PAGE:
Siroj had VGH admit a young pregnant woman who was in a coma following an auto accident and had been taken at first to a rural hospital. Siroj persuaded the family to agree that she be transferred to VGH, promising that they would not be charged for the cost of care. He also had them sign a consent form authorizing the removal of her kidneys if she died. Following her death, Siroj gave them a $2,500 payment for “funeral expenses.” He removed her kidneys, transplanted them into two patients, and charged each of them not only for the surgery but for the full amount of the “gifts” to the family. Thus, for an expenditure of $2,500, Siroj and VGH made $25,000.

Siroj and three of his hospital colleagues came under investigation, probably because they had quarreled with another VGH administrator, who described what happened to the Thai Legal Association, the Bangkok Post, and the Thai Medical Council, which set up an inquiry. One of the witnesses from the hospital said the patient had not been officially brain dead when her organs were removed. Siroj and his colleagues were accused of unethical medical conduct and were indicted for murder, the first such case in Thailand.2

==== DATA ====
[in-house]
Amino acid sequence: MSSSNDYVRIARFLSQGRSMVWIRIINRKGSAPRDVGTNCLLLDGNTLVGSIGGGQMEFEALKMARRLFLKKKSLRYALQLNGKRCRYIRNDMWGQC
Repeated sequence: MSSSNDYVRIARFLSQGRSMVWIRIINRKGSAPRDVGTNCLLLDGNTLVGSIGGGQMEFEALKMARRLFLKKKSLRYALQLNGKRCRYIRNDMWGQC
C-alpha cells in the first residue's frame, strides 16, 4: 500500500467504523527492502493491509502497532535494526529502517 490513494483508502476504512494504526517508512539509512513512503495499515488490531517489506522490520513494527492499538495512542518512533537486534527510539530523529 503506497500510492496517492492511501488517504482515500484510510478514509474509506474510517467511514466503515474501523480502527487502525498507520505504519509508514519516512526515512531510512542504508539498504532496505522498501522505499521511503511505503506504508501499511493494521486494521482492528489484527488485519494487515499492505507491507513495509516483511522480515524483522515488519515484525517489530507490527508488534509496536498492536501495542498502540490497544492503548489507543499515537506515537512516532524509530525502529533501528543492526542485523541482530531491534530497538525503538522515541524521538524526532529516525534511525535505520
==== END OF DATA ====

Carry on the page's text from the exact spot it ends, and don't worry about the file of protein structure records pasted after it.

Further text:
Siroj, when we talked to him, vigorously defended himself. There was nothing wrong, he said, with rewarding the family’s willingness to donate the organs by waiving their medical charges at the hospital. And there was nothing wrong with allowing the patients who received the organs to reward the donors for their noble act. As for charges that the patient was still alive, Siroj claimed that it was too cumbersome to obtain the required three signatures certifying brain death—surely two, which is, in fact, the standard in most countries, was enough—and he had obtained the signatures of two colleagues.